AGREPY: Python port of agrep string matching with errors
Version 1.2 August 2002
Agrep, written by Sun Wu and Udi Manber (described in "Fast
Text Searching Allowing Errors", CACM, 35(10), 1992), is a suite
of C functions which together perform various string matching
operations under UNIX (i.e. specified at the commandline). The
most recent version is 2.04, and is available from
The suite contains functions for exact string matching, matching allowing
a small maximum number of insertions, deletions or substitutions,
and functions for matching patterns containing metacharacters
(i.e. regular expressions). Inexact matching of patterns involving
regular expressions is also allowed, and another function performs
matching on a file of input string, rather than just a single
string specificied on the command-line. Finally, while the default
text unit is the \n (or \r) terminated line, multiline matching is
available through the specification (again on the command-line) of a
"record" separator. Given an input pattern and a file, agrep prints
on standard output all records that match the pattern (so a single
match suffices to have a record printed).
This port takes agrep from its current, user level setting and
makes it available as a Python module. However, in recent Python
implementations, much of the functionality described above is already
covered: exact matching is already found in the string module and
regular expression matching is in the regsub and re modules. Furthermore,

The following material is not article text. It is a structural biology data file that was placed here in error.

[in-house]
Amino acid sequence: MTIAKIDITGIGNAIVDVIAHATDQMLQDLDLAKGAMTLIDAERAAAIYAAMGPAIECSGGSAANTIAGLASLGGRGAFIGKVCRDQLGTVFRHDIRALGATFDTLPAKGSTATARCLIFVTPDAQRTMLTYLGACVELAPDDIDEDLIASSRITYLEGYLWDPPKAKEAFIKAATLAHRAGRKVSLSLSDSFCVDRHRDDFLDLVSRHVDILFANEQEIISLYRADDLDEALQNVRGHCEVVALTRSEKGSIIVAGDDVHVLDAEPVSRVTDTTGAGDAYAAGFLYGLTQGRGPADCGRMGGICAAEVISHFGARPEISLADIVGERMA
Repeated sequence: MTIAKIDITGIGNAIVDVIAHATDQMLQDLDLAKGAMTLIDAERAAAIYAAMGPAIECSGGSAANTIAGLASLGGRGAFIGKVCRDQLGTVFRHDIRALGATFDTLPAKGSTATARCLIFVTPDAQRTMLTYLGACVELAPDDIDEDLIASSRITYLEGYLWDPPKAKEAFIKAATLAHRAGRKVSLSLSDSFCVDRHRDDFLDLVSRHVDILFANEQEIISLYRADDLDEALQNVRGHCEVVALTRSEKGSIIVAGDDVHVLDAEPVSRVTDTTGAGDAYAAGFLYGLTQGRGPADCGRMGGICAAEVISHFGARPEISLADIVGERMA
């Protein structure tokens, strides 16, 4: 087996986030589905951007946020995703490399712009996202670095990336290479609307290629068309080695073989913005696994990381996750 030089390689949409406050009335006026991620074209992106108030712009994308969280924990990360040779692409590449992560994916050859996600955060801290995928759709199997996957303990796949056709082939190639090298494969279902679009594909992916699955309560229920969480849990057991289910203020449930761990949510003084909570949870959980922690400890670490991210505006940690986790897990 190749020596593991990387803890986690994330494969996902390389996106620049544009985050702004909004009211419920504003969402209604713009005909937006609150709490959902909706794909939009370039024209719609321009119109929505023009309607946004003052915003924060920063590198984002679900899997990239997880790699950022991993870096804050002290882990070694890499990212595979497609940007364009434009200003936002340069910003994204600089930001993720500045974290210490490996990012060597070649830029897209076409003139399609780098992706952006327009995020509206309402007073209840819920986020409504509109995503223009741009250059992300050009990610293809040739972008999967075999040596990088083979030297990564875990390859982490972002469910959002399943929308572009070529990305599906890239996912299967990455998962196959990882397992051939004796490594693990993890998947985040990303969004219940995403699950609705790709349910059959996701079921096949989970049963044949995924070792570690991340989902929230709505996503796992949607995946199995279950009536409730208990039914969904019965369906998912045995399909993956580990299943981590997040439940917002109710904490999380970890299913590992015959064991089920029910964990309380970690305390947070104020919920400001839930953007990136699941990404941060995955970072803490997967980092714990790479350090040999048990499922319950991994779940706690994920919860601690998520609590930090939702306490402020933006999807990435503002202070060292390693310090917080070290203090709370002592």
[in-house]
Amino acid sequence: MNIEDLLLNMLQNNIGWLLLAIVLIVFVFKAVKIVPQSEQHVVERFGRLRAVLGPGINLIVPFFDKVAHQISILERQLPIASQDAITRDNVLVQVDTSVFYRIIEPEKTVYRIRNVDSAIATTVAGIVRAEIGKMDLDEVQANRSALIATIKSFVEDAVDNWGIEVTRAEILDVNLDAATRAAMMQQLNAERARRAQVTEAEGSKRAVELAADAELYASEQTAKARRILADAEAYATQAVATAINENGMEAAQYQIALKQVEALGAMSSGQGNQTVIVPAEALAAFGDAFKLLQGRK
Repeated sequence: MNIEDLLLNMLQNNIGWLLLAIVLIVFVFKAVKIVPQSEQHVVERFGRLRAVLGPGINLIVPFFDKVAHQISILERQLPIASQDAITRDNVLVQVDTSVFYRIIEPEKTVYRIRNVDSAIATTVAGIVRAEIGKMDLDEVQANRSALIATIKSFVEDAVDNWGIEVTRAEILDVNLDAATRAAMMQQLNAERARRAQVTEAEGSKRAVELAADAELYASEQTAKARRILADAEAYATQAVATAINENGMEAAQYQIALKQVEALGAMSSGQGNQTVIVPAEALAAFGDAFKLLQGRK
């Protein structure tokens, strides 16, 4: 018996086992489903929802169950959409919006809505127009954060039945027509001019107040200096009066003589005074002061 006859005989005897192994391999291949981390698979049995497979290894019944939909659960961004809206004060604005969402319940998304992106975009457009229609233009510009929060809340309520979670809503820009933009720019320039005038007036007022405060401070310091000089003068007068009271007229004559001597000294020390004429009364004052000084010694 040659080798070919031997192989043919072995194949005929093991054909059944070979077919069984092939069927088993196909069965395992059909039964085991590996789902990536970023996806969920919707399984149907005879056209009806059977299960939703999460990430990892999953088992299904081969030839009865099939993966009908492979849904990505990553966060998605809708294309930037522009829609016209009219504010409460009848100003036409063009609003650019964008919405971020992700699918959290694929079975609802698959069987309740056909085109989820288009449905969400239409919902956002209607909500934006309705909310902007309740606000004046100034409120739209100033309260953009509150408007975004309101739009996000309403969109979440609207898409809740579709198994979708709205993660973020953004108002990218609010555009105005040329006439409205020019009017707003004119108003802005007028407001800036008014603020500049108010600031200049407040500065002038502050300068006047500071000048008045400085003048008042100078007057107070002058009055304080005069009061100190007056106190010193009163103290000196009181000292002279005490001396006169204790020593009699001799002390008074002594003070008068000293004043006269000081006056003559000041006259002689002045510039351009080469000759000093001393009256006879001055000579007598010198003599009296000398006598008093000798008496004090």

in the context of embedded functions (rather than command-line), IO and
the defintion of a text string are handled by the surrounding application
and are therefore no longer relevant. Therefore, what this port implements
are solely those functions relating to inexact matching of text strings
which contain no metacharacters. (Inexact matching of regular expressions
has been ignored because the semantics are not clear - at least to me;
concurrent matching of multiple input patterns is deferred to another day).
On the other hand, apgrepy extends agrep in the following sense:
given a pattern and a text string, agrepy and returns a list of all,
non-overlapping pairs of text indexes such that the start index is the
first character of the text that matches the earliest pattern character
exactly, and the end is the last text character that matches exactly. The end
index of each match is 1 place greater than the actual index so it
can be immediately used to construct a slice. (agrep itself is
content with recognizing that the input line contains a match,
but does not say where or differentiate multiple matches.)
Specifically, AGREPY Pythonizes two functions from file sgrep.c
of agrep version 2.04. "agrep", now called, sagrep, deals with
"short" pattern strings (setable by a header constant, currently 24),
and "a_monkey", now called lagrep, which deals with longer strings.
Each of these is supported by functions which set up the data structures
used during matching. SWIG is used to create
the interface module. As far as possible, the original code of agrep
has been preserved, except where required by the new circumstances (e.g.
to support determination of match end-points) or forced by SWIG
(e.g. move from K&R headers to ANSI prototypes, elimination of
function-like C preprocessor macros). I also indulged in a little
tidying up of the code to make it easier to maintain.
Why the New Version?
The orginal version had an end-of-text bug (sagrepy.c), and both lagrepy.c
and sagrepy.c had problems at times finding the correct ends of a match.
There also can be a genuine ambiguity. The methodology now is that sagrepy/lagrepy
find the ends of matches fairly accurately, and a separate, recursive function
firms up the end position and finds the start position.
Agrepy has been developed on a PC running Linux, and successfully tested on
a SGI Challenge running IRIX.
The code for port is available from: